Objectives: The aim of the study was to compare the health-related quality of life (HRQoL) of patients undergoing coronary artery bypass grafting (CABG) or percutaneous transluminal coronary angioplasty (PTCA) before the interventions and 6 and 12 months afterward, and to compare their HRQoL also with that of the general population.
Methods: The sample (n = 615) consisted of consecutive coronary artery disease patients treated with elective CABG (n = 432) or PTCA (n = 183). The baseline data before the treatments were collected by structured interview, the follow-up data mainly by mailed self-administered questionnaires. HRQoL was measured by the 15D. For comparisons, the groups were standardized for differences in socioeconomic and clinical characteristics with a regression analysis.
Results: At baseline, the average 15D scores of the patient groups were 0.752 (95 percent confidence interval [CI], 0.743–0.761) in CABG and 0.730 (95 percent CI, 0.716–0.744) in PTCA. After standardization, the difference between the groups was statistically significant but not clinically important. These scores were significantly worse (statistically and clinically) than the score of 0.883 (95 percent CI, 0.871–0.879) in the general population sample matched with the gender and age distribution of the patients. By 6 months, the CABG and PTCA patients had experienced a statistically significant and clinically important improvement to 0.858 (95 percent CI, 0.844–0.872) and 0.824 (95 percent CI, 0.806–0.842), respectively. No significant change took place in either group from 6 to 12 months.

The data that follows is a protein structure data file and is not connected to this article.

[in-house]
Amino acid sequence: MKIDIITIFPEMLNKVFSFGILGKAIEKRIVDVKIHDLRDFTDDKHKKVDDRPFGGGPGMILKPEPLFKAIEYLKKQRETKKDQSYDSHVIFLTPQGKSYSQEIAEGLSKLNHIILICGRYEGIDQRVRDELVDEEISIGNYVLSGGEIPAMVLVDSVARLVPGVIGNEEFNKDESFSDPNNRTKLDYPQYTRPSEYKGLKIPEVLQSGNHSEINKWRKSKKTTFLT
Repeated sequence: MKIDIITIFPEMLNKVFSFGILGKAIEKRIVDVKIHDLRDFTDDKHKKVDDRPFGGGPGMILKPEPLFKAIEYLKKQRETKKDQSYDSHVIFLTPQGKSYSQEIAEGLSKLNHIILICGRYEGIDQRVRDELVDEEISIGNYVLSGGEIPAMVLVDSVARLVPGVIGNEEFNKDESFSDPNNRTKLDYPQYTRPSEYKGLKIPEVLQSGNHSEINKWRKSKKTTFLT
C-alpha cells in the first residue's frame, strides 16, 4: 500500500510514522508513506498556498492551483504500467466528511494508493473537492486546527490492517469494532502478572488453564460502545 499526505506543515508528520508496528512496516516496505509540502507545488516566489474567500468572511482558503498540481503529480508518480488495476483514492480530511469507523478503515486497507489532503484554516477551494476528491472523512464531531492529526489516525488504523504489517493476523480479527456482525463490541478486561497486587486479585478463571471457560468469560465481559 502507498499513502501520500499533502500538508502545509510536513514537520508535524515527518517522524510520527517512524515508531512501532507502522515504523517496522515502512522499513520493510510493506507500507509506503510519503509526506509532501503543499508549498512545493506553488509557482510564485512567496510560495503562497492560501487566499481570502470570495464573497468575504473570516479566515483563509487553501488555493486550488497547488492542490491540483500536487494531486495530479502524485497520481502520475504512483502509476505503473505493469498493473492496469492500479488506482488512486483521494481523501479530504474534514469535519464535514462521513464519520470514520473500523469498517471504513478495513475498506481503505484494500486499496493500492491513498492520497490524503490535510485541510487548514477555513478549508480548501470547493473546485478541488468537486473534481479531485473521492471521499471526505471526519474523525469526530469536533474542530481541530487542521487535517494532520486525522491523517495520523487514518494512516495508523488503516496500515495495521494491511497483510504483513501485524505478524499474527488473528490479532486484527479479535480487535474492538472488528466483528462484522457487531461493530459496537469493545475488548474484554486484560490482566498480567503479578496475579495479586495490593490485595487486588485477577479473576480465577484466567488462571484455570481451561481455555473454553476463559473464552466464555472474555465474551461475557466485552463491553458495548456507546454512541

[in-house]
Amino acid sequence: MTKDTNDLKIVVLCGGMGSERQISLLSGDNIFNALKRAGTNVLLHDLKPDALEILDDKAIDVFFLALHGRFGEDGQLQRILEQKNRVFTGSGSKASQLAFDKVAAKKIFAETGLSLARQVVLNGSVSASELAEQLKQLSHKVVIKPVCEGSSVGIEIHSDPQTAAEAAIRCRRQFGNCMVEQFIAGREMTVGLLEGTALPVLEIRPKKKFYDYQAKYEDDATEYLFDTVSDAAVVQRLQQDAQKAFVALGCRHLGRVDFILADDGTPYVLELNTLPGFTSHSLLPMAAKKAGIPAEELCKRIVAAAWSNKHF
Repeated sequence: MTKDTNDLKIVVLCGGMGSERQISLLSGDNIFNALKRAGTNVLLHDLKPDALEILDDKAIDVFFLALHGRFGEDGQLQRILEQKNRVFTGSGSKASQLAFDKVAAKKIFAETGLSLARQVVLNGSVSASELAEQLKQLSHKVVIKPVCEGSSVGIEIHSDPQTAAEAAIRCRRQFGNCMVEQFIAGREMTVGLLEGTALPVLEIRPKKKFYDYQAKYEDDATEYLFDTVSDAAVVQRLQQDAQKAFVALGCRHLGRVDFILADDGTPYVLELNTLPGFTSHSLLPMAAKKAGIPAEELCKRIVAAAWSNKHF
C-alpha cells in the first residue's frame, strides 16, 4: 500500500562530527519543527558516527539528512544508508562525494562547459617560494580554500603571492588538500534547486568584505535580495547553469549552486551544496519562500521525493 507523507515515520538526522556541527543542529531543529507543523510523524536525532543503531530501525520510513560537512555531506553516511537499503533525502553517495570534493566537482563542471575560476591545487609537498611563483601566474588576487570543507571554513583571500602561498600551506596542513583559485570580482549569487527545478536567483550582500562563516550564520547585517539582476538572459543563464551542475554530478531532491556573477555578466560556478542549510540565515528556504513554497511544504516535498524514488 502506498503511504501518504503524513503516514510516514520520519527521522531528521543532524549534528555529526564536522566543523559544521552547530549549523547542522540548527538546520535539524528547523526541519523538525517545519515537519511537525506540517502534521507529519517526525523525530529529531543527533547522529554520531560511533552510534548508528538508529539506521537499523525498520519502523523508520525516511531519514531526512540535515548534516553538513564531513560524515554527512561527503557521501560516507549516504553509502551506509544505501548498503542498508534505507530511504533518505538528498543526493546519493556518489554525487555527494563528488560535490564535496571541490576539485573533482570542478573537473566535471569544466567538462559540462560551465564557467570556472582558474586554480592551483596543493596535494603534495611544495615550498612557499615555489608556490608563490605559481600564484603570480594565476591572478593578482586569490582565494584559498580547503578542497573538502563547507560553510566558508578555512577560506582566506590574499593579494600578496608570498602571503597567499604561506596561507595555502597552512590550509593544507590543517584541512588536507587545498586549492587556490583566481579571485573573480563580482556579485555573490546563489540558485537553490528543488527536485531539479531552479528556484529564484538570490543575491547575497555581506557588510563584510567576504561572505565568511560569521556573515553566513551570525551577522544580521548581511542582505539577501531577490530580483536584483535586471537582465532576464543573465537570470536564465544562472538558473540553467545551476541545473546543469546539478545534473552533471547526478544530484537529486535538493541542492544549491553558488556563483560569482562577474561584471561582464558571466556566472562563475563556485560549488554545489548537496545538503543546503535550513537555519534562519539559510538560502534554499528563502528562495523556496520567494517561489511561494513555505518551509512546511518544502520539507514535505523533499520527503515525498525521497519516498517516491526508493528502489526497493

Conclusions: Both CABG and PTCA produces an approximately similar, clinically important improvement in HRQoL in 1-year follow-up.